I like communication. I believe that every person I meet is an opportunity for me to improve and/or enhance myself. Every encounter is a chance for me to observe and discern character qualities and mannerisms that I could benefit from by emulating or avoiding. They are opportunities to hear another perspective, see a different side and walk a while in a different pair of shoes.
As a 20-something, I often feel torn between two generations. I am old enough to remember a day when internet was not a common household commodity, and when we were one of the select “cool” families because in less than 20 minutes, we could dial our way into the World Wide Web. And I greatly appreciate the value of face to face communication and off-screen interaction. However, I am also young enough to acknowledge that my 100+ WPM typing skills are entirely credited to AOL Instant Messaging and MySpace. I now use Facebook/Twitter/Blogger/Texting religiously and am more often than not content with receiving and sharing all of my daily information and communication in 140-character increments.
Recently, I attended a conference in Phoenix with a group of my colleagues. As we sat on the hotel patio enjoying our lunch hour, one colleague commented on the copious amount of conference attendees glued to their technological devices. I began to look around and noticed that our entire table was either staring at a phone, iPad or computer screen, and so was roughly 95% of everyone else at the conference.
After our lunch had concluded, we went back into the main room for the next conference session. As I looked around, I noticed that even during the speaker’s presentation, a majority of the people in the room were not taking notes, but rather checking emails, shopping online, instant messaging friends or colleagues, or texting. I had to agree with my colleague’s observation- though there were hundreds of people at this conference, no one was actually there.
Being in the advertising field, I get it. Work goes on, even when you are not in the office. I understand the need to check emails and texts and to keep things moving. That being said, the purpose of my being at this conference was to actually learn something that would help me be more productive and efficient back in the office- so wasn’t I defeating the purpose by keeping to my old ways rather than taking some time to learn new ways? I was surrounded by professionals from a myriad of successful companies- couldn’t I benefit from taking my eyes off of my existing contacts status updates and instead learn about a new individuals life and how they conduct business?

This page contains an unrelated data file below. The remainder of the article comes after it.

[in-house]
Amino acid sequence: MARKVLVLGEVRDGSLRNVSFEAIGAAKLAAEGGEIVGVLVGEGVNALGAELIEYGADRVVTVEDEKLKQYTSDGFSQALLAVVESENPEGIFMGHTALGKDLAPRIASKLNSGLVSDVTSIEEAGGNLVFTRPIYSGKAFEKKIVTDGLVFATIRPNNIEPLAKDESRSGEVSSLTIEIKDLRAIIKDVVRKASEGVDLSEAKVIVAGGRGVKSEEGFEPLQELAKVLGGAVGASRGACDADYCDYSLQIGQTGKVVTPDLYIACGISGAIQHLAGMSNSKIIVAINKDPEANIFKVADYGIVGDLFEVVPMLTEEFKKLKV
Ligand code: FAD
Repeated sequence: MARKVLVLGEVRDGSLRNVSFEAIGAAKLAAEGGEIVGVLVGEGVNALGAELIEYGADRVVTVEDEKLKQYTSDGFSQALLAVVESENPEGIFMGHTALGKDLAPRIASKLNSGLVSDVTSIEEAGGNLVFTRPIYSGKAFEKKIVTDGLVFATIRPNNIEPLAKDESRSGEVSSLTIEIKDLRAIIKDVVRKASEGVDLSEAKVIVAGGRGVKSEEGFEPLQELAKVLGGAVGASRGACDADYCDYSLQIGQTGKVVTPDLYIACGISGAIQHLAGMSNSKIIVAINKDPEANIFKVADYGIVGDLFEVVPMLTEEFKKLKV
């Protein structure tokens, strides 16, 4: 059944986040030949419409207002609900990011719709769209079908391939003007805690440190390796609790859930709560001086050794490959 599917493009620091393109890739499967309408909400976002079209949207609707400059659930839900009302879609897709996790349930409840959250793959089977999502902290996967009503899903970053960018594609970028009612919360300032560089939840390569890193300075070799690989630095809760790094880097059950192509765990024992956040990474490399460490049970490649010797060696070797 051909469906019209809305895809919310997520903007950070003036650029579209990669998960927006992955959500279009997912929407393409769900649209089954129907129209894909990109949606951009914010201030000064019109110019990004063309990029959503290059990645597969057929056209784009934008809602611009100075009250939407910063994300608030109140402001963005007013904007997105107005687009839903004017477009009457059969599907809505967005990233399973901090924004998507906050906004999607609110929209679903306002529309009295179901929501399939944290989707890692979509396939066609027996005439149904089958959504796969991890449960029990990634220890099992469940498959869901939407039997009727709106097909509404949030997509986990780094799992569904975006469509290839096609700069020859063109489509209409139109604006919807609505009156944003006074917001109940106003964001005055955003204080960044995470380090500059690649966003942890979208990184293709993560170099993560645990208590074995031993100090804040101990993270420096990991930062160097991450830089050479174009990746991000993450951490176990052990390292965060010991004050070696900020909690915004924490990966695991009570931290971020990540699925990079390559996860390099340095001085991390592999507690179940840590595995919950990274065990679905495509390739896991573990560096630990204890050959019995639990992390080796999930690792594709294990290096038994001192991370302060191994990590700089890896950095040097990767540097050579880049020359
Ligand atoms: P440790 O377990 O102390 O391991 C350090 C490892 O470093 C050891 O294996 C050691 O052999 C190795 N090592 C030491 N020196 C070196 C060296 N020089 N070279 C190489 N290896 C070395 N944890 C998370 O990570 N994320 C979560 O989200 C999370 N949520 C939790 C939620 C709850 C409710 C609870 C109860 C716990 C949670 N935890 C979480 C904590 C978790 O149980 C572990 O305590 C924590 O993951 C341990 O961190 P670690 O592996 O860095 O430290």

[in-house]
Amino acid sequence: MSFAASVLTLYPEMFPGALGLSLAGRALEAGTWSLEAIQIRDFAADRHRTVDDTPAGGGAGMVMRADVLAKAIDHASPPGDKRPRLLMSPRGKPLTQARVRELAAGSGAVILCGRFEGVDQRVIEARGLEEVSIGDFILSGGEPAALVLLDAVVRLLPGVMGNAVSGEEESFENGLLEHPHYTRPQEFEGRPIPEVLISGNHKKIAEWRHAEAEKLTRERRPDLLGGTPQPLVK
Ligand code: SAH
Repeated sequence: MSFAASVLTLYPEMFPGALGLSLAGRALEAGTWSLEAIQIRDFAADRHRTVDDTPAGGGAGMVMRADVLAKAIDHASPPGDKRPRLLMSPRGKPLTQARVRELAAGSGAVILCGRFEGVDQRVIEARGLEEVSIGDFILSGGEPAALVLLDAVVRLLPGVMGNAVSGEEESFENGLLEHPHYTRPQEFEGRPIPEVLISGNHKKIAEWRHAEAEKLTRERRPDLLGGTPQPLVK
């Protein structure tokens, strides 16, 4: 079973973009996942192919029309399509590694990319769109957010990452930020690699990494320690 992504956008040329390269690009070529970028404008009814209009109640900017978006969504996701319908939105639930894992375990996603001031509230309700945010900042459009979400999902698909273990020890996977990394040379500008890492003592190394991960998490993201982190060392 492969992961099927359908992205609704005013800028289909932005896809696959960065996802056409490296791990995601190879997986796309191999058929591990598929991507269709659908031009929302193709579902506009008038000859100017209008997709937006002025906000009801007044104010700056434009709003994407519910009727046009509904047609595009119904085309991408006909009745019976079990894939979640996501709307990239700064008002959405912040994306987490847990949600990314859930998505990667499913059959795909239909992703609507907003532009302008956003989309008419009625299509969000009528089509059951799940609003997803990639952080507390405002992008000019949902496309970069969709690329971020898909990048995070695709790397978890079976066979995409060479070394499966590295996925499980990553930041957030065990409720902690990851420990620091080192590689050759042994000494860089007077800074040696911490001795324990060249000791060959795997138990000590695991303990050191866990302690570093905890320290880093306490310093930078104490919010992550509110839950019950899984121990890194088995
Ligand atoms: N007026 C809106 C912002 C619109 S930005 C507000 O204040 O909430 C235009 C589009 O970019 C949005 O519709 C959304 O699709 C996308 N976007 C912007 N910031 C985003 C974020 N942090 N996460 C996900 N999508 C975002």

We live in a world that says the busier we are, the more important we are and the more successful we are. We live in a world that praises 80+hour work weeks and constant connection to iCommunication devices. But we are missing out on so much valuable information, and life in general, by refusing to be present. Using myself as an example, I work a standard 8-hour work day. Let’s say I am at my computer for 7 of those 8 hours (Probably 1 to 2 hours on weekends.) Let’s also suppose that I watch an hour of television in the evening, an hour checking my personal emails, online accounts, social media, etc., and spend about an hour cumulatively texting throughout the day. Supposing I live to be 85, I have approximately 744,600 total hours of life. This means on average, if my technology usage starts at age 20, I will spend approximately 189,800 hours, or 25% of my lifetime staring at a screen. Supposing I sleep 8 hours a day, I will only be present for 50% of my life.
Does anyone else stop and rethink their life when looking at those numbers? The average American will spend a quarter of their life in a relationship with an electronic screen. They will miss out on half of their life.
Challenge for the week- Spend the same amount of hours you spend with technology with your family and friends. Take a break to turn off your phone and take a walk through your local park. Call up an old friend to grab coffee, or have a game night with your family. Be intentional with your relationships and be intentional about being present, because in the grand scheme of things, 744,600 hours really isn’t that much.
For further reading and information on American time spent on technology, check the following articles:
TIME Techland: Hourly Breakdown of Hours Spent Watching Electronic Devices
SixWise: Study conducted by Ball State University’s Center for Media Design (CMD) and Sequent Partners for the Nielsen-funded Council for Research Excellence (CRE)
TechJournal: Breakdown of Daily Time Spent on Electronic Screens